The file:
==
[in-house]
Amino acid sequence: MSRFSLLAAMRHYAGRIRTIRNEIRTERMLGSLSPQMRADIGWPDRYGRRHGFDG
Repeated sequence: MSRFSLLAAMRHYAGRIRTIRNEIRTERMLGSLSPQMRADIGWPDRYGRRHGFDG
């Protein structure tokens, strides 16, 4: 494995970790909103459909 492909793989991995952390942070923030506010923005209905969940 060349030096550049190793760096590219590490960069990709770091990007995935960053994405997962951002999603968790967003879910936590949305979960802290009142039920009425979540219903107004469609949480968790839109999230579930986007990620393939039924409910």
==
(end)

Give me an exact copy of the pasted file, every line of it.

[in-house]
Amino acid sequence: MSRFSLLAAMRHYAGRIRTIRNEIRTERMLGSLSPQMRADIGWPDRYGRRHGFDG
Repeated sequence: MSRFSLLAAMRHYAGRIRTIRNEIRTERMLGSLSPQMRADIGWPDRYGRRHGFDG
């Protein structure tokens, strides 16, 4: 494995970790909103459909 492909793989991995952390942070923030506010923005209905969940 060349030096550049190793760096590219590490960069990709770091990007995935960053994405997962951002999603968790967003879910936590949305979960802290009142039920009425979540219903107004469609949480968790839109999230579930986007990620393939039924409910």